Rebuilt the Blog Again AGAIN

Howdy howdy howdy!

Every year or so I find a new thing I like and try building the blog in it. I do not know why I suffer this particular compulsion, but I simply get the itch when I find something that looks neat.

Previously On Rebuilt the Blog

I rebuilt the blog using React and Gatsby, which is a static site builder. The idea is pretty simple - you write your blog components in React, and the whole thing gets built into static html, css, and js. It is pretty appealing, but it still had some downsides. For one, the static site is built as an SPA (single-page application) and the bundled JavaScript is gigantic for what it is. For my simple blog that is basically just markdown files and the scaffolding for Gatsby/React, the bundle was easily 500KB. Absurd! Also, because it is an SPA, routing is complicated; there is basically “how do I route requests to the application?” and “how do I route requests in the application”.

There were other eccentricities of Gatsby that I did not like. For instance, the technology behind “meta” aspects of the site (how to build the thing that builds the blog) is JavaScript but leverages GraphQL. Gross! I do not want to dive too deeply into the specifics, but simply imagine that the left-hand nav is “dynamic” but really it’s just meta analysis of the parts of the site. I basically used the GraphQL part of Gatsby to query the markdown files in my posts directory, then display some navigation elements based on the markdown in said files (titles, date, author, etc). This whole thing feels pretty ham-handed and I never really liked it, but I admit that it did work.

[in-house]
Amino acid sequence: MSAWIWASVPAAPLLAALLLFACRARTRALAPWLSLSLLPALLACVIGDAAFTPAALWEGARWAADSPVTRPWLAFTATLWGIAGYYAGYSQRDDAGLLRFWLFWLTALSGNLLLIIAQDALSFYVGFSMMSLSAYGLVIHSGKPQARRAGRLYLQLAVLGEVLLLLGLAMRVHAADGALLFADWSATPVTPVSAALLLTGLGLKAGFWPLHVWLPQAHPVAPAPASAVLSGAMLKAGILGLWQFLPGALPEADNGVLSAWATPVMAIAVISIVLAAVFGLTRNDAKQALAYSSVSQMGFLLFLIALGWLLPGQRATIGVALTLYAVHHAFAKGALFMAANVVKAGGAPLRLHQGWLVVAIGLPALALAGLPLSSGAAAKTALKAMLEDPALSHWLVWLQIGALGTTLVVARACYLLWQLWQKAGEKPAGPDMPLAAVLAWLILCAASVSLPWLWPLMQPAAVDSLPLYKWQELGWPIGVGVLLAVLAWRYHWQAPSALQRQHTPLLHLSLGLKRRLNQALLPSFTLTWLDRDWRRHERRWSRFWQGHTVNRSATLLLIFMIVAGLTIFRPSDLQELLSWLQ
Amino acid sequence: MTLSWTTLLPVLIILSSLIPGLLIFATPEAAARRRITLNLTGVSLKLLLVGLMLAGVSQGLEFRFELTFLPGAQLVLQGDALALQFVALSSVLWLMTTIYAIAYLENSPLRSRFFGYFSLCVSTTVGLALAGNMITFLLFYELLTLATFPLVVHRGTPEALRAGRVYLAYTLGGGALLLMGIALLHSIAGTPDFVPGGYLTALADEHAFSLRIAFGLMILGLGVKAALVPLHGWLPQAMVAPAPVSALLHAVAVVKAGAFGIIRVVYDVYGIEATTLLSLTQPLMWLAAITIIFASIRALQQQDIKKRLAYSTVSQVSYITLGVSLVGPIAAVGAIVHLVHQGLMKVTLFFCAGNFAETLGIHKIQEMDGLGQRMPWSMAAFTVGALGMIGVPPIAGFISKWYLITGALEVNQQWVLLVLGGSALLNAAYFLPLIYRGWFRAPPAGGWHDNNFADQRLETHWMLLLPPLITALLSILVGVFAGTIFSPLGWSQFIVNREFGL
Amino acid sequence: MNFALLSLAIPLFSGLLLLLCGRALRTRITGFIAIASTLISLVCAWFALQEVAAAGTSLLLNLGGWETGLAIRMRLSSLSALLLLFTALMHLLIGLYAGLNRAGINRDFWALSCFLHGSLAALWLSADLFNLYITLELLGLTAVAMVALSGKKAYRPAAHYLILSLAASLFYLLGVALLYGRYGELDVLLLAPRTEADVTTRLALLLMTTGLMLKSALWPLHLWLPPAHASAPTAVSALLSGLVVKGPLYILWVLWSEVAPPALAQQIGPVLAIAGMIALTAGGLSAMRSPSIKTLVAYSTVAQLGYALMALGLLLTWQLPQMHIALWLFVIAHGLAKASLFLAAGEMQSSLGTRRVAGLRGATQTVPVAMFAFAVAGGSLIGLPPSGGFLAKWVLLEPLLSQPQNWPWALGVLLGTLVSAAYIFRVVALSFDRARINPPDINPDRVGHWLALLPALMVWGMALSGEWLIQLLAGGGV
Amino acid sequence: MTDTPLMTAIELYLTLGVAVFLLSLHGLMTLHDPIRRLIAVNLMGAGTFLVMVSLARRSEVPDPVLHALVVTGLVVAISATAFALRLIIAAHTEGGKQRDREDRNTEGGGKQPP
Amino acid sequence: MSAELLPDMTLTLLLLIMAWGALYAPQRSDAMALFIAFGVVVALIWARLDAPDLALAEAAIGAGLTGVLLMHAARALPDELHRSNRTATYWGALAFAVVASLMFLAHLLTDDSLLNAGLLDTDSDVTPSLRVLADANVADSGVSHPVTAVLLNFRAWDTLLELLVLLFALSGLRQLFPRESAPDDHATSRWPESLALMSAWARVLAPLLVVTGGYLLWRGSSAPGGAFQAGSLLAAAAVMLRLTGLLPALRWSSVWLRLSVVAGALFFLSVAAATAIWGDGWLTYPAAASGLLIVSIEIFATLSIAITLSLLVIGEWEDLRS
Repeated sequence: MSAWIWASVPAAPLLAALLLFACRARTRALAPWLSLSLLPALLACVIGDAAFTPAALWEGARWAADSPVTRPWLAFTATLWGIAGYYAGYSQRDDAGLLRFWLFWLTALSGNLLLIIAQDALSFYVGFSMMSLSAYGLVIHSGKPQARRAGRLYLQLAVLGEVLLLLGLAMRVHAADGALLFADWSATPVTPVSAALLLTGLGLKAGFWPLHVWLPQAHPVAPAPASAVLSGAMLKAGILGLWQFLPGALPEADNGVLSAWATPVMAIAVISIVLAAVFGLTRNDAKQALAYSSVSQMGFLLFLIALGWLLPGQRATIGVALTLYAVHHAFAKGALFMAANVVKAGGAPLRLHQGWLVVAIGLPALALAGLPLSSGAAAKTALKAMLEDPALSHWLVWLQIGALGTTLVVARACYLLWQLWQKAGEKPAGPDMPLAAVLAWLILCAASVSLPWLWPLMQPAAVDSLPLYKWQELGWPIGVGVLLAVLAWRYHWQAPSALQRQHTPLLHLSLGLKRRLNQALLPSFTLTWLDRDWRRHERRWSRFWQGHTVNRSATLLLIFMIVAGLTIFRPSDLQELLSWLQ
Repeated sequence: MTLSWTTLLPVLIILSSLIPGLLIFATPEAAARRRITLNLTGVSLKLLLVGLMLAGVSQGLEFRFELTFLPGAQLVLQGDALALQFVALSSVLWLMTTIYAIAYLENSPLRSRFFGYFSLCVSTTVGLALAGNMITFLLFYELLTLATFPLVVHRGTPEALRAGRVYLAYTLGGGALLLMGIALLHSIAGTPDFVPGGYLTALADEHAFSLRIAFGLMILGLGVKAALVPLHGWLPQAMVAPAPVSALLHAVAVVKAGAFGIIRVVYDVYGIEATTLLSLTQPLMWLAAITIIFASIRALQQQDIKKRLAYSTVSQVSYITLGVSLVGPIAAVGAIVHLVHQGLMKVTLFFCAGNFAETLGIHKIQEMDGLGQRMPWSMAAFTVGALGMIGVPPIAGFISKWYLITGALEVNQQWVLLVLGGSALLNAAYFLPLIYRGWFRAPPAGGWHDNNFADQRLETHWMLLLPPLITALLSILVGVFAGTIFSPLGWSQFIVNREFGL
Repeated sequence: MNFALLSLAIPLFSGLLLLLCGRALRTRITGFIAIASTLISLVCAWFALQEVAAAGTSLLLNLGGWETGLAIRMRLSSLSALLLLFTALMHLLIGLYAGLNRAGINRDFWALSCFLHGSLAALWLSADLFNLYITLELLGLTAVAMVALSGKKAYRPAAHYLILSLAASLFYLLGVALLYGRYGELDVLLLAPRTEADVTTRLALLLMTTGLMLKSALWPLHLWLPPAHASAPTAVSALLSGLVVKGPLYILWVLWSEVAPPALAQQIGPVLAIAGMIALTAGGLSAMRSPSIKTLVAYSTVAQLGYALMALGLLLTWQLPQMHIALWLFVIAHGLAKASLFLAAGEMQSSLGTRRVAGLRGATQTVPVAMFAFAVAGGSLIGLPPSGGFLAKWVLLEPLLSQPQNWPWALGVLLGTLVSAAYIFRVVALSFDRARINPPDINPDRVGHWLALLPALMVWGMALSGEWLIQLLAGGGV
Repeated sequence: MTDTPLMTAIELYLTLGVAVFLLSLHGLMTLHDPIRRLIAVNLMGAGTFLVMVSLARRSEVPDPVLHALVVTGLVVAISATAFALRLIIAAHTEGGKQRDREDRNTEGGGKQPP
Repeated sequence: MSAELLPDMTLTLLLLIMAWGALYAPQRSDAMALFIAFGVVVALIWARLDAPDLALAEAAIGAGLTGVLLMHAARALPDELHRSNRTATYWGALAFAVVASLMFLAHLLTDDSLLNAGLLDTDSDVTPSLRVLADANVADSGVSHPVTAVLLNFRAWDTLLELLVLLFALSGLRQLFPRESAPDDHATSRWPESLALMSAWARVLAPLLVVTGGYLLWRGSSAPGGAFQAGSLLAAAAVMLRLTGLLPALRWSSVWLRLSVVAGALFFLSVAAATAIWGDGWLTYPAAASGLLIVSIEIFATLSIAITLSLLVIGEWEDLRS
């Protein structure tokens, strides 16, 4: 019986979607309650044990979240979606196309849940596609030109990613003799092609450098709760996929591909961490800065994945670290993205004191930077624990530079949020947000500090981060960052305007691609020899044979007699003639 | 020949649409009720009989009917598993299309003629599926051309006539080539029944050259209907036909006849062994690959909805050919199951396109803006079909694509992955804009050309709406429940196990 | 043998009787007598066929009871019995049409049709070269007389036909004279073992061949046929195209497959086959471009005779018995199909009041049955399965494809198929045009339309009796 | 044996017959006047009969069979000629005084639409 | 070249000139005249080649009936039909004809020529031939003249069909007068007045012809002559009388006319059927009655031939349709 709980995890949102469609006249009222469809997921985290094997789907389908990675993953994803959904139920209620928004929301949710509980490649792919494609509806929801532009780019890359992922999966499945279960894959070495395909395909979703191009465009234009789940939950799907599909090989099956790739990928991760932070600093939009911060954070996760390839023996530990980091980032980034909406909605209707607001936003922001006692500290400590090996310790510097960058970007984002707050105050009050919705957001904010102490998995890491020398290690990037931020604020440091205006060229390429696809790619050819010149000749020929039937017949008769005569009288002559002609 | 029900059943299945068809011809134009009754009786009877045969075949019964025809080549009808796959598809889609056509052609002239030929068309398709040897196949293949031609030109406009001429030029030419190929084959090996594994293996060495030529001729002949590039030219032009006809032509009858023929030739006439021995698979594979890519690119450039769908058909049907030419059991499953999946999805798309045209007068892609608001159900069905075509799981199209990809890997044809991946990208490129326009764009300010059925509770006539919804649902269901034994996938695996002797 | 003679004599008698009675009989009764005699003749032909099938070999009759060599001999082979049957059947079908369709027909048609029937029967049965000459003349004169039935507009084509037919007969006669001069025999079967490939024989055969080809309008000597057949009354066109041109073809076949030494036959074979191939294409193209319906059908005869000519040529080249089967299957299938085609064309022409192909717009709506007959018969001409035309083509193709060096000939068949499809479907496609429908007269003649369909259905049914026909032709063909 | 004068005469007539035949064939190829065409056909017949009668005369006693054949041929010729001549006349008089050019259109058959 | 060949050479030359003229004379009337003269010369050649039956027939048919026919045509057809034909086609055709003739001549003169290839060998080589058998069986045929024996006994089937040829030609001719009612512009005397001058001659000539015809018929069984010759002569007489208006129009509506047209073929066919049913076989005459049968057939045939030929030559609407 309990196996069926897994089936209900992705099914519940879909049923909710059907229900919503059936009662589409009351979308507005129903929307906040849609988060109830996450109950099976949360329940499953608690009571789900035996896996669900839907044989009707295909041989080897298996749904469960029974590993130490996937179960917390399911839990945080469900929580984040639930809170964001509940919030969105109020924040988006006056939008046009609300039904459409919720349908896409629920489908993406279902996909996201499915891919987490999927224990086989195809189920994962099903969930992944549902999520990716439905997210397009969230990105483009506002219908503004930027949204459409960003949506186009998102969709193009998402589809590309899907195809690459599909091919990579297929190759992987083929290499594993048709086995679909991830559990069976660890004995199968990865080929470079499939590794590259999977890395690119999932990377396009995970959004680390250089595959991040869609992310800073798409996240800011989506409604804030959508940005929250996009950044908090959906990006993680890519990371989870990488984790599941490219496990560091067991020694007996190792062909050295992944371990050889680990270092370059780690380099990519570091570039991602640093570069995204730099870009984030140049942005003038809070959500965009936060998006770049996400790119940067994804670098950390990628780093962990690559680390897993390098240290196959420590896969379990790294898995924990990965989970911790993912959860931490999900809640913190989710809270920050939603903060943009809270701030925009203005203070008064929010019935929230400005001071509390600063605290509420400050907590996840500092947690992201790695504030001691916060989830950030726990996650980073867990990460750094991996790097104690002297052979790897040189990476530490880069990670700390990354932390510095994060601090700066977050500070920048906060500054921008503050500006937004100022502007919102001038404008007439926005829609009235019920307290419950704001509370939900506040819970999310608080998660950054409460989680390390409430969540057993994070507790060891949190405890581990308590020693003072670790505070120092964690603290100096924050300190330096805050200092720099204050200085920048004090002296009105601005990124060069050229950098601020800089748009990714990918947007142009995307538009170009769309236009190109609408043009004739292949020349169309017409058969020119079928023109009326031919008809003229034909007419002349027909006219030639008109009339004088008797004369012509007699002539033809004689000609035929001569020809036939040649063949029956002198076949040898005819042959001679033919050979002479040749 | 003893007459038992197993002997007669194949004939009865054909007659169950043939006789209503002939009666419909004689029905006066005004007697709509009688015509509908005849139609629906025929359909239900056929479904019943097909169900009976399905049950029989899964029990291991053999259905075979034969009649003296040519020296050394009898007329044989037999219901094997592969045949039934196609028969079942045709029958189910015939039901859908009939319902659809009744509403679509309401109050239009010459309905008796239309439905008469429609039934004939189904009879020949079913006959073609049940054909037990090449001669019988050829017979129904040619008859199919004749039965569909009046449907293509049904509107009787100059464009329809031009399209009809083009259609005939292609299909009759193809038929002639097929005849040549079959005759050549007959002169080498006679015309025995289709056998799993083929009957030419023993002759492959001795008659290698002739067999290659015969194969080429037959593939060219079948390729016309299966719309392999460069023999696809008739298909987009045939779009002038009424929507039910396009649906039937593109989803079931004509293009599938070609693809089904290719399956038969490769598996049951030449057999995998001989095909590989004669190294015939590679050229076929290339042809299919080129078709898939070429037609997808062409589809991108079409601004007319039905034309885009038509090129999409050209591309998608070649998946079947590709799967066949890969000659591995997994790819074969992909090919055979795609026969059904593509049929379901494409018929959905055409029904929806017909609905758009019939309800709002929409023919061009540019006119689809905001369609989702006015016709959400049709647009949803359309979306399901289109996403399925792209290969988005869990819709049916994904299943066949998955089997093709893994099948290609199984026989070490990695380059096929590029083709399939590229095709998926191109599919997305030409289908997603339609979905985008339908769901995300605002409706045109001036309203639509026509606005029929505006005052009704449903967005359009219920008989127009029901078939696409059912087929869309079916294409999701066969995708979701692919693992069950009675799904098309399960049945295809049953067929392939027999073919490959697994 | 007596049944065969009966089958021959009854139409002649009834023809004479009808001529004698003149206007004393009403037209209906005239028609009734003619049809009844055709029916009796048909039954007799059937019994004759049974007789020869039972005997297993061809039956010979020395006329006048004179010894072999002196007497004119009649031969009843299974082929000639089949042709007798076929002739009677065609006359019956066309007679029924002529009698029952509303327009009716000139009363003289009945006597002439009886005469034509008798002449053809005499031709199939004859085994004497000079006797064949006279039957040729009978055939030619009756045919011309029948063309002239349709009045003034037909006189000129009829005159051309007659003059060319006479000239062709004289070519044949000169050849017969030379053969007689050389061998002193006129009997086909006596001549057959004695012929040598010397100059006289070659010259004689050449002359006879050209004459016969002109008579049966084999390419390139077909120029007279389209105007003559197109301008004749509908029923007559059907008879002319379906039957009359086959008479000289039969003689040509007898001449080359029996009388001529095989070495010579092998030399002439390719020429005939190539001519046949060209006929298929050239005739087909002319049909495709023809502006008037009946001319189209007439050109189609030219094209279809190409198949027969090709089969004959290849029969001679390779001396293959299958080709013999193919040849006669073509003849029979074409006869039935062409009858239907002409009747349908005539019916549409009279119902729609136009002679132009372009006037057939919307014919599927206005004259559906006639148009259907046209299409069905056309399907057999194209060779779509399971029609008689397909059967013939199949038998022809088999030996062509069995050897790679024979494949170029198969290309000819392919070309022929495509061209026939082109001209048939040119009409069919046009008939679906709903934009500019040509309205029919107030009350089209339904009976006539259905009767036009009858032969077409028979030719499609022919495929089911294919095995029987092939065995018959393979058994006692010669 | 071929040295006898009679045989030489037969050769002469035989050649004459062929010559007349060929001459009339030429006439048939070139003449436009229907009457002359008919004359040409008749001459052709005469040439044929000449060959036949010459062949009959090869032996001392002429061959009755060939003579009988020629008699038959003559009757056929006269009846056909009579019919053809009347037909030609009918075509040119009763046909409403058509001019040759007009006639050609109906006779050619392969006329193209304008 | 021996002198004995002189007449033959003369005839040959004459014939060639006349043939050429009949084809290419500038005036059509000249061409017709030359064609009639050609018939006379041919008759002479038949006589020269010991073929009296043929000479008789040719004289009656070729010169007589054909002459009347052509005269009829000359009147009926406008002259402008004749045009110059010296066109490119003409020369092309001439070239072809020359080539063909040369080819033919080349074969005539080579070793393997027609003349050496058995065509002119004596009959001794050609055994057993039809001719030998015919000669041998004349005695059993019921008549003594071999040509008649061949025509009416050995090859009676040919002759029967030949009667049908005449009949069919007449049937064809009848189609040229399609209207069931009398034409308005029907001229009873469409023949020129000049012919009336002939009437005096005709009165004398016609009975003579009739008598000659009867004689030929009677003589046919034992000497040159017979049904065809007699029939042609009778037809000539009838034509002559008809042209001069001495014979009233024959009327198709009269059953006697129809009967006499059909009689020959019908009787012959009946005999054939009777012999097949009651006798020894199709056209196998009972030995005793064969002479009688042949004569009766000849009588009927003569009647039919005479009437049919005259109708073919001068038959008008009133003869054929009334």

This Week on Rebuilding the Blog

I started exploring Svelte a few years ago, and did a couple of projects with it. Svelte has a lot of good going for it. In a lot of ways it is similar to React, but in a few very key ways it is better. For instance, I was still making SPAs with Svelte, and I still had those same issues with routing requests to my application. The bundle size was much smaller, but still relatively large when compared to a vanilla html/css/js setup. Generally, I really like a lot of the way Svelte does things. The bindings are similar to React, but there is no shadow-DOM involved, so really hefty front-ends do not incur as much lag.

I took a look at Sapper when it first came out, but I did not want to run an actual server (NodeJS -> gross). However, Rich Harris made the announcement around Sapper being rebranded as SvelteKit and supporting static site adapters, and I sat up and listened. This was the announcement I had been waiting for. So, I rewrote the blog using SvelteKit and it’s exactly what I wanted. I get everything I want from Svelte (components are isolated, agnostic of one another, and fully encapsulated in a single file; the application is composed of those components; and all those components are reusable), I write all my posts in vanilla markdown, and then all my pages are built into static html/css/js and served from vanilla directories. I throw it up on S3 and terminate SSL via CloudFront - ezpz.

So far, it’s much better than Gatsby. There is no magic via GraphQL or anything like that. It is just Svelte that builds into a static site. Also, there are MANY fewer files to dig through. Prior to rewriting the blog, I had not looked at the code that generates the blog since I first wrote it using Gatsby - there were a bunch of files I did not remember, let alone what they did. With SvelteKit, there is a single configuration file that seems to align with the package.json pretty well.